Such then was the prevailing view of myth during the age of modernism; but that phase, as one knows, is presently nearing its end, both philosophically and culturally. The new outlook, generally termed postmodernist, breaks with the old: the deconstructionist zeal, which in days gone by was directed mainly against established religious, cultural, and political norms – against everything, one could say, that smacked of tradition – has now been turned against the scientific enlightenment as well. There is logic in this, and a certain justice too; but yet it needs to be understood that the effects of the Enlightenment or modernity upon our Weltanschauung – and in particular, on our ability to perceive what science is actually about – have not been thereby canceled or ameliorated. Readers of Ananda Coomaraswamy will comprehend very clearly how much we have lost: that despite the material advantages of modern life, we have become woefully impoverished. In fact, we have arrived at the point of losing what is truly ‘the one thing needful.’ Cut off – as never before – from the source of our being, we have all but forgotten that life has meaning: a goal and a possibility which is not ephemeral; but needless to say, neither modern science nor its postmodernist critics can enlighten us in that regard. For this one requires authentic myth: the kind that belongs inextricably to sacred tradition as the paramount expression of its truth. Such myth, says Ananda Coomaraswamy, ‘embodies the nearest approach to absolute truth that can be stated in words’: a far cry indeed from the prevailing conception of myth as ‘the fictitious’!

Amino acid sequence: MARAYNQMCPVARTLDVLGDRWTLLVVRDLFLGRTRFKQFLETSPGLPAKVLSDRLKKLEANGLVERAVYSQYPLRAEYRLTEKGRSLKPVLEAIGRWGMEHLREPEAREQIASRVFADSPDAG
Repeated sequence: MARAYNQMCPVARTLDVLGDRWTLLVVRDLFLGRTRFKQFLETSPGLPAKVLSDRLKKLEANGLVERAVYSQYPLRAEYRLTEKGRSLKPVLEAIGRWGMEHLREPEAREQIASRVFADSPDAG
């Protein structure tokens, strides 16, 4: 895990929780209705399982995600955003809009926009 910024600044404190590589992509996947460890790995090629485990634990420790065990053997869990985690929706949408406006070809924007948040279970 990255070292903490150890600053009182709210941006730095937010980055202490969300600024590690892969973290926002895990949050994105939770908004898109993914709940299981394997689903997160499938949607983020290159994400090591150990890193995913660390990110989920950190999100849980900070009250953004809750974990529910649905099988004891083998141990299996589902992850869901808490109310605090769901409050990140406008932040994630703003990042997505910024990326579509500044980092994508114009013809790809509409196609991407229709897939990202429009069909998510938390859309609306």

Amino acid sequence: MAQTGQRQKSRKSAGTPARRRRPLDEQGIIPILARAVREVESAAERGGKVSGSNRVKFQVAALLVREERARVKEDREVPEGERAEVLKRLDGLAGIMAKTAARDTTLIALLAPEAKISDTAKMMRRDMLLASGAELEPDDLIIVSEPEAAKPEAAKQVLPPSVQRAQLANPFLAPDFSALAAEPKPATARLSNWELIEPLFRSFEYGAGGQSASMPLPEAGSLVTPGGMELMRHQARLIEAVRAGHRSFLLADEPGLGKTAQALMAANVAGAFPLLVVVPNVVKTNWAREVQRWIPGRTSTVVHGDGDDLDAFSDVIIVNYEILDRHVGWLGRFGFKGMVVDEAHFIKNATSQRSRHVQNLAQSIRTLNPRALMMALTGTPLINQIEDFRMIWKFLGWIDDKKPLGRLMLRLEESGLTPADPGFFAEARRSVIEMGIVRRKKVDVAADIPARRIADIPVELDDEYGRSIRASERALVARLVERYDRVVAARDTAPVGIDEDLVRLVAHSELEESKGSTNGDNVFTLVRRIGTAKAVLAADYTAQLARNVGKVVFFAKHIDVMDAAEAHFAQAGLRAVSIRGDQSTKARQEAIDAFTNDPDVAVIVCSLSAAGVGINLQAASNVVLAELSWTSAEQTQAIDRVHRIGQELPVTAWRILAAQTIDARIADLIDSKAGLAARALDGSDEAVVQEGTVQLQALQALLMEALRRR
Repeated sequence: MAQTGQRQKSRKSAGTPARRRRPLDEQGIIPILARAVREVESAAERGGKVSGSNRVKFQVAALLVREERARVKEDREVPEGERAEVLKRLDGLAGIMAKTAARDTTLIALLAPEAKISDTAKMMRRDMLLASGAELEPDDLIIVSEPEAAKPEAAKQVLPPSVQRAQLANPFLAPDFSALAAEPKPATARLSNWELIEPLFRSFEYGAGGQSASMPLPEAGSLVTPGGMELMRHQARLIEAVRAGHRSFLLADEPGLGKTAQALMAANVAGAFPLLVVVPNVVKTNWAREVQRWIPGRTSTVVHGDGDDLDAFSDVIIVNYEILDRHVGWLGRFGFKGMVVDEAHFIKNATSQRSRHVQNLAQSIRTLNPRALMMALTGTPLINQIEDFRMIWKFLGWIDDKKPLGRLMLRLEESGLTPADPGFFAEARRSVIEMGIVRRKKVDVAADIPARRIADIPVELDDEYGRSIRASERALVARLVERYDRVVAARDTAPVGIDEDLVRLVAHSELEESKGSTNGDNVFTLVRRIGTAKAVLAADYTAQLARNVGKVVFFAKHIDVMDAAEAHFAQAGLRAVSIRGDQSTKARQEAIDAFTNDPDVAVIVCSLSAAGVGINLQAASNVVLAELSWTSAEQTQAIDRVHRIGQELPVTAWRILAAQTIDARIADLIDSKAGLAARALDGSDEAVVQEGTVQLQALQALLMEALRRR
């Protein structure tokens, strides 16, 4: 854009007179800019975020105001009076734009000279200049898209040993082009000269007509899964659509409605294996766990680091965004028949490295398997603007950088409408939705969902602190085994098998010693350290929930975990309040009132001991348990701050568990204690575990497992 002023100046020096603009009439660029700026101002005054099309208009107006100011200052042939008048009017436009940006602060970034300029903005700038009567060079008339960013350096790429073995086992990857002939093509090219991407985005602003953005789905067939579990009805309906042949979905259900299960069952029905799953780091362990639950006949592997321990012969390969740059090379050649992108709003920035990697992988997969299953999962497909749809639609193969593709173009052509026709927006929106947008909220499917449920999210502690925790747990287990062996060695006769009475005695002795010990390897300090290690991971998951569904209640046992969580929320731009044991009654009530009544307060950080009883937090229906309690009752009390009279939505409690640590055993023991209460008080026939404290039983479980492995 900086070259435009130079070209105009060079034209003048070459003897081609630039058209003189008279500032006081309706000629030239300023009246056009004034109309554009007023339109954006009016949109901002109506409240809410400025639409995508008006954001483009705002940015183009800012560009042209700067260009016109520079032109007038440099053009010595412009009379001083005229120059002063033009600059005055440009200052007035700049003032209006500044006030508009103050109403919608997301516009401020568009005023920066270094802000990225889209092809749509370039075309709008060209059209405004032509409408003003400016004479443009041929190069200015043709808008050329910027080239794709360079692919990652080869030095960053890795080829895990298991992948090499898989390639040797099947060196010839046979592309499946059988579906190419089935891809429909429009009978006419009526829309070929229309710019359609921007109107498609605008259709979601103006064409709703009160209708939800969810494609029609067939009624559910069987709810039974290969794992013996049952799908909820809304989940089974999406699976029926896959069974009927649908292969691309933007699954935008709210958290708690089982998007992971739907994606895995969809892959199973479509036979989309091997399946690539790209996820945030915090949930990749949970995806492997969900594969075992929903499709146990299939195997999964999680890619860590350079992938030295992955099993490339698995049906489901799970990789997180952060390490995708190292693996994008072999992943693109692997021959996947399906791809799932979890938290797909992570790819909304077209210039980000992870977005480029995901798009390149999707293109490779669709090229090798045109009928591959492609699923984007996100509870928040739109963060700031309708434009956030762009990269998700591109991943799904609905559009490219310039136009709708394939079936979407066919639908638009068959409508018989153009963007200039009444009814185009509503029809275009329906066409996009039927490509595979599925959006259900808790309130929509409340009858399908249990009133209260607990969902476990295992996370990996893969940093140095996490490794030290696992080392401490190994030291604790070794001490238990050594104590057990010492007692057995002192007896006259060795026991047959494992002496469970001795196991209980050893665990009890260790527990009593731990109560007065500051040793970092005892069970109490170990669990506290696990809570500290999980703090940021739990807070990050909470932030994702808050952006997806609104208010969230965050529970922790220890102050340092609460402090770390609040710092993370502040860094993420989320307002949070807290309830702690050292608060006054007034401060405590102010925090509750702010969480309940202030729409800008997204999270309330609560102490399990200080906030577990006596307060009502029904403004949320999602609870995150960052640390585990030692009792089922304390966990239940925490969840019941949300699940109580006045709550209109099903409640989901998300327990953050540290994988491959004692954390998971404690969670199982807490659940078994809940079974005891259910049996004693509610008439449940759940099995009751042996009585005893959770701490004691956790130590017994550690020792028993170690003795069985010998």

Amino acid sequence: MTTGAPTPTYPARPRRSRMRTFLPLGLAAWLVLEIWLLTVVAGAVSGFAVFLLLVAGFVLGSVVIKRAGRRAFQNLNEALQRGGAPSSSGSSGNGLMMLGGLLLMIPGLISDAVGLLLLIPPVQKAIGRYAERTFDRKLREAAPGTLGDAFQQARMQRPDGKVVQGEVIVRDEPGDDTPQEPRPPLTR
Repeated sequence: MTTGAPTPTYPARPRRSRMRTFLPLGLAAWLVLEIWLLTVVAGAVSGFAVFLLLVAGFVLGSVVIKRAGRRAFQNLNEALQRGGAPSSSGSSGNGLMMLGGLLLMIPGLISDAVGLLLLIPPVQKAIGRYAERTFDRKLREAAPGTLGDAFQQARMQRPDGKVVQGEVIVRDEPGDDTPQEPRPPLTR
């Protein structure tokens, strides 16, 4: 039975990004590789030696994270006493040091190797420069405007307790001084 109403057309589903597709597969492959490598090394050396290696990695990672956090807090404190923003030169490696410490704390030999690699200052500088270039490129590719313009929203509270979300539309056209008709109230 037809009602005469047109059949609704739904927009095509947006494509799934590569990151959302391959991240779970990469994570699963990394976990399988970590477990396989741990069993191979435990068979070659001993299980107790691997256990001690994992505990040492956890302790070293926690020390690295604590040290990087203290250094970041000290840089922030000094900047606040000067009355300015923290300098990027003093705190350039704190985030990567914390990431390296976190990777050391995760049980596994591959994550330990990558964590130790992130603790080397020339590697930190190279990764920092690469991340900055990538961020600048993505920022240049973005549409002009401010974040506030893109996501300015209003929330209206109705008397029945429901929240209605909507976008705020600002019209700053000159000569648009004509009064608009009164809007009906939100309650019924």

Myth alone, however – no matter how exalted it may be – will not save, liberate, or enlighten us. Traditionally speaking, the illuminating myth must be received under appropriate auspices, which include conditions upon the recipient or disciple, the chief of which is sraddha, faith: there can be no spirituality, no true enlightenment, without faith.

Now, at this point, I say, that modern science touches upon the spiritual domain: it enters the picture, I contend, not as an ally to true religion, but perforce as an impediment to faith, and therefore as a spoiler, an antagonist. It is a case of opposing myths, of mythologies that clash: or better said, of myth and anti-myth.

Let us try to understand this clearly. We must not be put off by the simplistic look of traditional myth, its typically crude literal sense, remembering that such myth speaks, not to the analytic mind, but to the intuitive intellect, sometimes termed ‘the eye of the heart,’ a faculty which, alas, modern civilization has been at pains to stifle. Now, it is precisely on this level of understanding – the level of the authentic Intellect – that myth does in fact constitute ‘the nearest approach to absolute truth.’ What we have termed the ‘myths’ of science – namely, its paradigms, be they true or false – on the other hand, deliver such content as they have primarily to the rational mind; there is no mystery here, no reference to higher realms of truth. Quite to the contrary: these so-called myths offer a substitute, a ‘quasi-myth’ here below, a kind of idol of the mind, which impedes our spiritual vision. As a tool of science – as a paradigm in the strict sense – they have of course a legitimate use: think, for instance, of the now discredited Newtonian paradigm. The trouble with paradigms, however, is that they tend to become absolutized, that is to say, dissociated from the scientific process; and this is where the idolatry sets in. One transitions surreptitiously from the hypothetical to the certain, from the relative to the absolute, and thus from a science to a metaphysics. But not to an authentic metaphysics! True to its origin, that ‘relative rendered absolute’ remains unfounded and illegitimate, a pseudo-metaphysics one can say. It needs to be understood that a paradigm of science absolutized turns forthwith into an anti-myth.”

Wolfgang Smith, Science and Myth

– Lucas G. Westman

*Science & Myth, Pg. 17 – 19

Traditionalism, Wolfgang Smith

Biblical Cosmology & Modern Misconceptions